My affinity for open source is best conveyed with the phrase “an ecology of talent.” Open source is underpinned by a philosophy of making things collaboratively and sharing them freely, and the idea that software designed in an ecosystem rather than a vacuum is more robust, more diverse and more sustainable.
Some of the many Open Source tools I use and love:
Gibbon is an open source school platform with an actively growing community of schools using and contributing to it. Like its primate namesake, Gibbon aims to be flexible, adapting to the needs of a wide range of schools. Much of my recent work has involved setting up, supporting and developing Gibbon with a number of international schools.
As Gibbon’s Maintainer, I work to set the technical direction for the project and grow the developer community. I also help squash bugs, develop new features, answer questions in the support forums, and I’m currently spearheading an object-oriented refactoring of the codebase.
Open Source in Education
The power of open source in schools isn’t in the cost (which can be a bonus), but in the ability to work together to adapt to the continuously evolving needs of education. Particularly as educators re-evaluate the traditional models of teaching and look for ways to provide student agency and self-directed learning models, the tools they use need to adapt and change with these ideas.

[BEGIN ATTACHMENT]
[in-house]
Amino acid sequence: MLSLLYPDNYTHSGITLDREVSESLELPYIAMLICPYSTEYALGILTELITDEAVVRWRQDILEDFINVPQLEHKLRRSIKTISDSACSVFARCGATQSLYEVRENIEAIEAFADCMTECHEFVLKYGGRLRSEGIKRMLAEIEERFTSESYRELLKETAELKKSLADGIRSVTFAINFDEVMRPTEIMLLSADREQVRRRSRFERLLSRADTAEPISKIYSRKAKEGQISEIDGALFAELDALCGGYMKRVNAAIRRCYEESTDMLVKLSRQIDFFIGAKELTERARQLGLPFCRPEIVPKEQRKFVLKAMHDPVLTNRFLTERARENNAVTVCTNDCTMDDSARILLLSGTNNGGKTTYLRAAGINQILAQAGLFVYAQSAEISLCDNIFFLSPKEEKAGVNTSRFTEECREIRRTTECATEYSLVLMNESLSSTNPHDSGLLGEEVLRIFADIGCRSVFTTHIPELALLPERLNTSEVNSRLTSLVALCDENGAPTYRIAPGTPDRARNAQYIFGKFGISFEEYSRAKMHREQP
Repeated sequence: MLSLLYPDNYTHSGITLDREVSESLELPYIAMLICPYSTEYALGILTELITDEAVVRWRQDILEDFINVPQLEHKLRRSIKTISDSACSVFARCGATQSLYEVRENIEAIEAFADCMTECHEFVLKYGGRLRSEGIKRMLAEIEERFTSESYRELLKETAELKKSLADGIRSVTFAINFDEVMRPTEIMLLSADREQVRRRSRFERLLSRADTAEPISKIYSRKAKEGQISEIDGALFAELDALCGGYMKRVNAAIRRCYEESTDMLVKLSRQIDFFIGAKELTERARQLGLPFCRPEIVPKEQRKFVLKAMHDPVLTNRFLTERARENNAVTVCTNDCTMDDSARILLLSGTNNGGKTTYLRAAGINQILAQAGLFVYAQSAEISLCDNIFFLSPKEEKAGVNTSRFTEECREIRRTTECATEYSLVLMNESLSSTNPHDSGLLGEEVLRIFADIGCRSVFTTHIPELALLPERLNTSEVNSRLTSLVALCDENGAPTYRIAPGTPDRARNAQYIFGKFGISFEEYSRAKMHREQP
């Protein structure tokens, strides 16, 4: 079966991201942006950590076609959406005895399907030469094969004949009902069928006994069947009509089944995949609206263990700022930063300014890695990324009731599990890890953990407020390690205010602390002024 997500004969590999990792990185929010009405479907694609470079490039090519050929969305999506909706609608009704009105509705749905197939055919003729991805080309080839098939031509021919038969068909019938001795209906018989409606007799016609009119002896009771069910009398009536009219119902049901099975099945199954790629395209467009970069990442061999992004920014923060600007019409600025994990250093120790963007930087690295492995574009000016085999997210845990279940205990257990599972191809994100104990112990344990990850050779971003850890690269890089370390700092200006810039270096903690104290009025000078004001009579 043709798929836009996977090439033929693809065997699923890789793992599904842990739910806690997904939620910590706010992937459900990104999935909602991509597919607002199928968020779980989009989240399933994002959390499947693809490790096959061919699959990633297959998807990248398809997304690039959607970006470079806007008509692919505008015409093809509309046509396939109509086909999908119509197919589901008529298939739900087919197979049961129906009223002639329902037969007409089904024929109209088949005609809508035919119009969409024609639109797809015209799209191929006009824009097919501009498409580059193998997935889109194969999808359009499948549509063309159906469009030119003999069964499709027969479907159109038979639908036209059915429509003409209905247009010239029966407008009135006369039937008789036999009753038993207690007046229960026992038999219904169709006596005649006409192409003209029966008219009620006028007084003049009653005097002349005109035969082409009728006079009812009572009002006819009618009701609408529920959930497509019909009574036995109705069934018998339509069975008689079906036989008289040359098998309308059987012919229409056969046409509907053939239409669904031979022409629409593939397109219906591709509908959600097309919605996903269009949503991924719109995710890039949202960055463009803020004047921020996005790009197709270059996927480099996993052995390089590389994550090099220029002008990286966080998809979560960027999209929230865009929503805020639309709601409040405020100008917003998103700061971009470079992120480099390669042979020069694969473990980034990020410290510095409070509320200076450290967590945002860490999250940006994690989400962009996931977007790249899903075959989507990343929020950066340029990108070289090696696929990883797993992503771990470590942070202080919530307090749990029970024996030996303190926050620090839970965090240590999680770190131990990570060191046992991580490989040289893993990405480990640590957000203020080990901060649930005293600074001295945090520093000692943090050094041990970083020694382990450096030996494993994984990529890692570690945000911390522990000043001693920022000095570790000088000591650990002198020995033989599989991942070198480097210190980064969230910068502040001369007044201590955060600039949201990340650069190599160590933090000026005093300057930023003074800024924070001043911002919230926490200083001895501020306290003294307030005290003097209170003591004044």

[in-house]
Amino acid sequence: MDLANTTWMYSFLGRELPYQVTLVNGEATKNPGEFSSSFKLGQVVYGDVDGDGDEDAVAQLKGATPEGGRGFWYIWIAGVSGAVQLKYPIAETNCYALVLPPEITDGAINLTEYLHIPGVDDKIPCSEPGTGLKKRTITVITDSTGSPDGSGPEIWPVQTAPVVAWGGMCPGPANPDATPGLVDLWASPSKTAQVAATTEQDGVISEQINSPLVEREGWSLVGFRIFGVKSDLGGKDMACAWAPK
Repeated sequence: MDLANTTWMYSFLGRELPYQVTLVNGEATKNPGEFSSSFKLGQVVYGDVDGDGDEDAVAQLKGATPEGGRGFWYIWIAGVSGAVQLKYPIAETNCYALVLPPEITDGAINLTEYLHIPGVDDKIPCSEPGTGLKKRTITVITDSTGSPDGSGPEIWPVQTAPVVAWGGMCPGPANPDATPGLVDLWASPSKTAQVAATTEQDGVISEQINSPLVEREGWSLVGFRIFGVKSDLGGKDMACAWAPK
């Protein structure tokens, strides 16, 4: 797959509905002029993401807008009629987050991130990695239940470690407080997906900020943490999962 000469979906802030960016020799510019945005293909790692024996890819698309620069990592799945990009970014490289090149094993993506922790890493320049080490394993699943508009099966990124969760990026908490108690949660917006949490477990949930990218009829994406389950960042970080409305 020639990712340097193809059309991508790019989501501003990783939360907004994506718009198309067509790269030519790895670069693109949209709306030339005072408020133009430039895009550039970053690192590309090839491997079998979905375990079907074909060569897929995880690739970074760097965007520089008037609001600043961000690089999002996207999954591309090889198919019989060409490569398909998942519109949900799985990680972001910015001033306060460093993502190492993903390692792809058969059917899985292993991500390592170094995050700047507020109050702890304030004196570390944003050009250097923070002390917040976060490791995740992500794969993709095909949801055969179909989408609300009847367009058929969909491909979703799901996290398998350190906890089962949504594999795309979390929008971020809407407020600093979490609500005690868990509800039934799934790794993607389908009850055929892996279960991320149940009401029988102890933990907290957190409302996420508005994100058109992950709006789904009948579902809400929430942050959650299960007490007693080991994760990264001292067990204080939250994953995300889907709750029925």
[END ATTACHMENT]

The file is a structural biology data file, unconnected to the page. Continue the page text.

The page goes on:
I believe the software that helps transform education will be designed in the classroom.
There’s a lot of brain-power in schools—in teachers and in students—that can be applied to creating solutions for these changing software needs. To find learning models that work, we have to be able to experiment at the same level that learning is happening; to try, to fail, and to iterate on different approaches.
Chances are that the schools willing to embrace an open-source mindset and work together will be the ones who develop the ideas and tools that move education forward, built on the values that matter most to a school.